It was a quiet and chilly Friday night on The Hill. All was deserted, except the Alvin H. Nielsen Physics and Astronomy Building, where the bi-monthly stargazing session was bustling with people once again.
Stargazing from "The Roof" has been a UT tradition since 1987. Gatherings take place at 8:30 p.m. every first and third Friday of the month, weather permitting.
Paul Lewis, director of Space Science Outreach, has been conducting these observational opportunities for the public from their infancy.
"The department has supported observing sessions for students for longer than I have been here," Lewis said. "The program had gotten so big; we needed to have someone on a regular basis."
Operating the second telescope, Charles Ferguson, director of the East Tennessee Discovery Center's Akima Planetarium, claims he is the reason Lewis got hooked on astronomy.
"I got him started," Ferguson said. "He called me up in the early 80s saying he had a telescope and wanted to learn how to use it. Eventually the people downstairs noticed him and said, 'You're good,' and it all snowballed from there."
People of all ages filtered on and off the rooftop throughout the night. In attendance was a class of sixth grade students sent by their science teacher on an extra credit assignment.
"It's really great that all of these kids came out tonight," Ferguson said. "It's amazing what they know already. Some of them are asking questions you wish that the college students would ask."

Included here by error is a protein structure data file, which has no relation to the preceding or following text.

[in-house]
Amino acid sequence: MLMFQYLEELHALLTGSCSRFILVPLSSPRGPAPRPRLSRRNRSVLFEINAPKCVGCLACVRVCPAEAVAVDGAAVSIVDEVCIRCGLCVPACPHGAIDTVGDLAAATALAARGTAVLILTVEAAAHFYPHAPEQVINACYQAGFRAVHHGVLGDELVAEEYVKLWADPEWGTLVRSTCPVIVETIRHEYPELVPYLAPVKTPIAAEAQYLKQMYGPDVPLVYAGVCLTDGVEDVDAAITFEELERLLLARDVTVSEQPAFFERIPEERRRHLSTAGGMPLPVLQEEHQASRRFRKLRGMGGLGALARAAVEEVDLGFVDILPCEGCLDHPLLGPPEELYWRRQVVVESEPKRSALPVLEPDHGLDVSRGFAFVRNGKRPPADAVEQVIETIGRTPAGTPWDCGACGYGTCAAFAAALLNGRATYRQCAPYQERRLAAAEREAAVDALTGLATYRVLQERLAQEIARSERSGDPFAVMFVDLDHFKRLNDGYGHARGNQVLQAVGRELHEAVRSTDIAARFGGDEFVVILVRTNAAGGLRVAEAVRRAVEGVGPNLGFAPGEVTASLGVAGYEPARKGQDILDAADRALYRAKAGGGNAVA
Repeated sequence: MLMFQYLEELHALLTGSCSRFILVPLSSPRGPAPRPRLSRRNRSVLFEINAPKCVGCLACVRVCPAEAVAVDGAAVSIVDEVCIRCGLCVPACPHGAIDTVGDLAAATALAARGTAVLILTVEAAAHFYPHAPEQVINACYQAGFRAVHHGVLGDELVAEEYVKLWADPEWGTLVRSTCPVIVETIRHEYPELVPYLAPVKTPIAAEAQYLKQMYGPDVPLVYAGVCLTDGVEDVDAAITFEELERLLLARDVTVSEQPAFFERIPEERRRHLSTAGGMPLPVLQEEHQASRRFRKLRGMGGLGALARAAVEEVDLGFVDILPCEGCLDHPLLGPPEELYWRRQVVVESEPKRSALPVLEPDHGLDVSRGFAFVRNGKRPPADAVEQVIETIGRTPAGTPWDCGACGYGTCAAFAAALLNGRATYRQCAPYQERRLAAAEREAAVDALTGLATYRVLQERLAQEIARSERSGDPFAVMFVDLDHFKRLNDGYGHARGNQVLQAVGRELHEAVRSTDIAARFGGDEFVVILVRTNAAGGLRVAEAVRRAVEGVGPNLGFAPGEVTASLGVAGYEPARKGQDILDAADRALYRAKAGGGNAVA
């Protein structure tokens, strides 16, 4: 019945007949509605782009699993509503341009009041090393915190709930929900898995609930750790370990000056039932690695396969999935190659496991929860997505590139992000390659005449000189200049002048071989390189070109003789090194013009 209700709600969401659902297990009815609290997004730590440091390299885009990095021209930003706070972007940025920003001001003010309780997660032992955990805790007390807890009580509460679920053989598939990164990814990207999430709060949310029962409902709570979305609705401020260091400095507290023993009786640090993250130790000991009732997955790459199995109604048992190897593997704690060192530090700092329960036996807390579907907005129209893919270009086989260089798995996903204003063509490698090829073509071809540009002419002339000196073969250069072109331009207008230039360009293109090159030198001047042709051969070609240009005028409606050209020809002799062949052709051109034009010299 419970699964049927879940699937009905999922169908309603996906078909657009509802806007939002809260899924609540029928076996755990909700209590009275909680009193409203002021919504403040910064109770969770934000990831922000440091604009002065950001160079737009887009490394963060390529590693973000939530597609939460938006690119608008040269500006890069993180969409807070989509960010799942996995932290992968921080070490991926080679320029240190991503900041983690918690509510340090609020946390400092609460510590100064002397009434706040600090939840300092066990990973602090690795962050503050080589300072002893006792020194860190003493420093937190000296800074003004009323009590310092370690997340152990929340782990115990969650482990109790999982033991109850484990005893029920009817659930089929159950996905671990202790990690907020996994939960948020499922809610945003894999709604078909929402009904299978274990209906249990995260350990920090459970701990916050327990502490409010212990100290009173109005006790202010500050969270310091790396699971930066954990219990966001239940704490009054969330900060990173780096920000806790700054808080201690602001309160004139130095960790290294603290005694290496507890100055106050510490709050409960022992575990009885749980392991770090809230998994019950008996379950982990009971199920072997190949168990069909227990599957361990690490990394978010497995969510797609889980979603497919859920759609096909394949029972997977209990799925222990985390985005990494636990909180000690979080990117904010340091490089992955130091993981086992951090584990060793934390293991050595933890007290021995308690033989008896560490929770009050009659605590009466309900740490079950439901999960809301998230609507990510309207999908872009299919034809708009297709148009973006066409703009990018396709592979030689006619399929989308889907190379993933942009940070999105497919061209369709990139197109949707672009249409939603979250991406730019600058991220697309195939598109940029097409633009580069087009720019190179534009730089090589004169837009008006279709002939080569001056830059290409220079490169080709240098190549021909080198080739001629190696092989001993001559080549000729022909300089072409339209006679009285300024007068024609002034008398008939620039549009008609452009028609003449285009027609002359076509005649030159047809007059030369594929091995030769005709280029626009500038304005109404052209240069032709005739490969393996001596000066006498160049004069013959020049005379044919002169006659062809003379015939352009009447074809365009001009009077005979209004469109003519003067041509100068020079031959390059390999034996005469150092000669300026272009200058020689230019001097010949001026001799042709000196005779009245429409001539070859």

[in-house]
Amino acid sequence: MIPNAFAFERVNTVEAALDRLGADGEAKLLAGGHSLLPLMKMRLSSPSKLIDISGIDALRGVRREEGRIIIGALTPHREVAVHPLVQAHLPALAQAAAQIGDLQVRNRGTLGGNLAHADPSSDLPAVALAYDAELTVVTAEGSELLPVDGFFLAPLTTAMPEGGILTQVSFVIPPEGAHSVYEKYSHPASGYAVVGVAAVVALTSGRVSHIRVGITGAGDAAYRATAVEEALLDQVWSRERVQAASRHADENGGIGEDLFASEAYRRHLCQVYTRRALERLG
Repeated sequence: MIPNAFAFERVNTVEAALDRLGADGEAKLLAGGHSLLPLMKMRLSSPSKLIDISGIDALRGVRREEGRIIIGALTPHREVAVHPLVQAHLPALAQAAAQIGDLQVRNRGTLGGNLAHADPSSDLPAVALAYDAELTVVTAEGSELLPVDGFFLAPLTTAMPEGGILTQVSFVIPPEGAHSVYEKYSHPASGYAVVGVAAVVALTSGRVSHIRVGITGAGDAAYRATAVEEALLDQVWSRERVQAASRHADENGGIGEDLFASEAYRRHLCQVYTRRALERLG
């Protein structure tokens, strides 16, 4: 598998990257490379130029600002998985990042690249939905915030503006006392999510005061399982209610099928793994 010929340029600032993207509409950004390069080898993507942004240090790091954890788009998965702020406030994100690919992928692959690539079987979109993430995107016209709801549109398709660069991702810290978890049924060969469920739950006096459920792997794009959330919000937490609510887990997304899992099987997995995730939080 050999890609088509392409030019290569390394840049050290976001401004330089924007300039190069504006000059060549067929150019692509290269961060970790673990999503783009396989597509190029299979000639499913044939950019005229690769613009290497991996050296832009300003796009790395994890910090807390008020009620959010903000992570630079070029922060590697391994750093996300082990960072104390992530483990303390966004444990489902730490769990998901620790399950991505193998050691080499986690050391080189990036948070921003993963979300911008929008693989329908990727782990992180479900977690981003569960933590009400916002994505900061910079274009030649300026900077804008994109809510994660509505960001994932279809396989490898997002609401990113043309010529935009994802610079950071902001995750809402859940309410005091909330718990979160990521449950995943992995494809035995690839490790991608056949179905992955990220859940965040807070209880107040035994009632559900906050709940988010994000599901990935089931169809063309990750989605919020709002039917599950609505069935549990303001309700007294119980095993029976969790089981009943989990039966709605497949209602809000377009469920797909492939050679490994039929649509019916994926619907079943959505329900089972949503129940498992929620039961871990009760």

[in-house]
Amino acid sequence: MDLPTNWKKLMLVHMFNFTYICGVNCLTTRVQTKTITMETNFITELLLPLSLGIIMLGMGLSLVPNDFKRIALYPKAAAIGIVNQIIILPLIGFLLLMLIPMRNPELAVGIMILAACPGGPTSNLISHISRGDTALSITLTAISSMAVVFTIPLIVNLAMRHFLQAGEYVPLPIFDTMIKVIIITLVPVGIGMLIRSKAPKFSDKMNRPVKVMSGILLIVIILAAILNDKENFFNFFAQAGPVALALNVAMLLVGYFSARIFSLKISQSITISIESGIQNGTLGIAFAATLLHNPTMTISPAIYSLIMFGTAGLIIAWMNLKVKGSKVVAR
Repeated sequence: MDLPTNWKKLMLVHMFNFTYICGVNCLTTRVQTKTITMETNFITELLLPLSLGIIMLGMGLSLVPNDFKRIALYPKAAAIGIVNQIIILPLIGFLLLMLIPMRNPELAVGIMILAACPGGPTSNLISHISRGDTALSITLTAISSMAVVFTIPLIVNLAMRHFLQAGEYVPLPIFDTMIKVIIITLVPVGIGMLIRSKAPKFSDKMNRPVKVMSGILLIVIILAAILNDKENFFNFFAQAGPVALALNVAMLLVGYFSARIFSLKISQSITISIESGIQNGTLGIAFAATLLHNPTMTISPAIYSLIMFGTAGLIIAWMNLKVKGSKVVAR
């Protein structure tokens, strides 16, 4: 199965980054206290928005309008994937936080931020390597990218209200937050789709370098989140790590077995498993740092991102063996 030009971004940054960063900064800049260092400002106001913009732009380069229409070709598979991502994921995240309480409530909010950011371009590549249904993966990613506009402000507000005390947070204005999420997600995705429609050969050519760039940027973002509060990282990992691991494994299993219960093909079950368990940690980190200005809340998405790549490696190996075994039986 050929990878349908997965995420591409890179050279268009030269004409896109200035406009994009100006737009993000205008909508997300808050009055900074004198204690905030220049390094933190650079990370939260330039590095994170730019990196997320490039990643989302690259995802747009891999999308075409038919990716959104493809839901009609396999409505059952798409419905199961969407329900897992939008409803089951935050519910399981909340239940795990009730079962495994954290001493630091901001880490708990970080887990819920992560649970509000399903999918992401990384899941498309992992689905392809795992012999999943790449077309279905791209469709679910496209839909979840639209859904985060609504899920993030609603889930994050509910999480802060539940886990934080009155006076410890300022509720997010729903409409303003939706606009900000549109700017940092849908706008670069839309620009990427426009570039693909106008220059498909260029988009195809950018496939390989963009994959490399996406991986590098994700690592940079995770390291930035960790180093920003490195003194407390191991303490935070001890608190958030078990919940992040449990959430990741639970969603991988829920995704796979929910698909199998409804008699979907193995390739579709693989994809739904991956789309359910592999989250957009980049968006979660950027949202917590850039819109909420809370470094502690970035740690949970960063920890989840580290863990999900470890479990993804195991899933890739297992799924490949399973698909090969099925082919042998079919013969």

"I had a really great time," said Gracie, one of the sixth grade students. "Looking up into space was so cool.
"I can't wait to come back and bring some more of my friends with me."
As each child stepped up to the eyepiece, Lewis and Ferguson would ask the child's name and start a conversation. Lewis, who closely resembles a certain resident of the North Pole, cracked jokes and asked the kids what they wanted to be when they grew up. In a previous article, Lewis emphasized the importance of making astronomy accessible and understandable to children.
"If I had to say I was proudest of anything, it's my ability to communicate with kids," Lewis said. "The only evidence I really have for that is that we still have their attention at the end of the program."
Although he was first hired part-time to run the stargazing sessions, Lewis' job now encompasses many more components.
"I also give public lectures on space science and astronomy topics at venues all over East Tennessee, mostly elementary and middle schools, churches and civic organizations," Lewis said. "I also regularly give presentations in local, state and national parks, including the Tennessee Spring Star Party each spring at Fall Creek Falls State Park."
Lewis is also the planetarium director. The planetarium, added in May 2013, seats 32 people beneath a 20-foot dome where they can view the nighttime sky through a digital lens.
"The planetarium offers us the capability of showing the sky for anytime from anywhere," Lewis said. "It is a wonderfully immersive environment that promotes curiosity.
"It is a remarkable teaching tool used for both lecture and lab."
The planetarium is especially useful given the amount of light pollution in Knoxville.
"We do have a very light-polluted sky here, but that does not stop us from 'putting our best telescope forward,'" said Lewis. "The moon and planets are pretty easy targets, and there are a number of deep space objects such as nebulae and star clusters that we frequently observe."
April 15, Lewis said, will be an "especially interesting" day to have a look at the sky. That is the date of the next total lunar eclipse.
To learn more about space science outreach at UTK, visit http://www.phys.utk.edu/trdc/.